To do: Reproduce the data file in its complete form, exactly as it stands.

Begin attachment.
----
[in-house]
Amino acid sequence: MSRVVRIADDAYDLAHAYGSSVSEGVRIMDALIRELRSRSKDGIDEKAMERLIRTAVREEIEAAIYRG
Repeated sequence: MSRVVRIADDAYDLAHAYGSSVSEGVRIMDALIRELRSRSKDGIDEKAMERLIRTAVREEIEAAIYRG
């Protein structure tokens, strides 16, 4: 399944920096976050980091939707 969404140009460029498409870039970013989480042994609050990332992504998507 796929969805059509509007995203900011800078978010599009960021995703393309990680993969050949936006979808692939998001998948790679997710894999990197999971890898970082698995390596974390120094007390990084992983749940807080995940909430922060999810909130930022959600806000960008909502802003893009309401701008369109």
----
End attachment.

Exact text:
[in-house]
Amino acid sequence: MSRVVRIADDAYDLAHAYGSSVSEGVRIMDALIRELRSRSKDGIDEKAMERLIRTAVREEIEAAIYRG
Repeated sequence: MSRVVRIADDAYDLAHAYGSSVSEGVRIMDALIRELRSRSKDGIDEKAMERLIRTAVREEIEAAIYRG
């Protein structure tokens, strides 16, 4: 399944920096976050980091939707 969404140009460029498409870039970013989480042994609050990332992504998507 796929969805059509509007995203900011800078978010599009960021995703393309990680993969050949936006979808692939998001998948790679997710894999990197999971890898970082698995390596974390120094007390990084992983749940807080995940909430922060999810909130930022959600806000960008909502802003893009309401701008369109």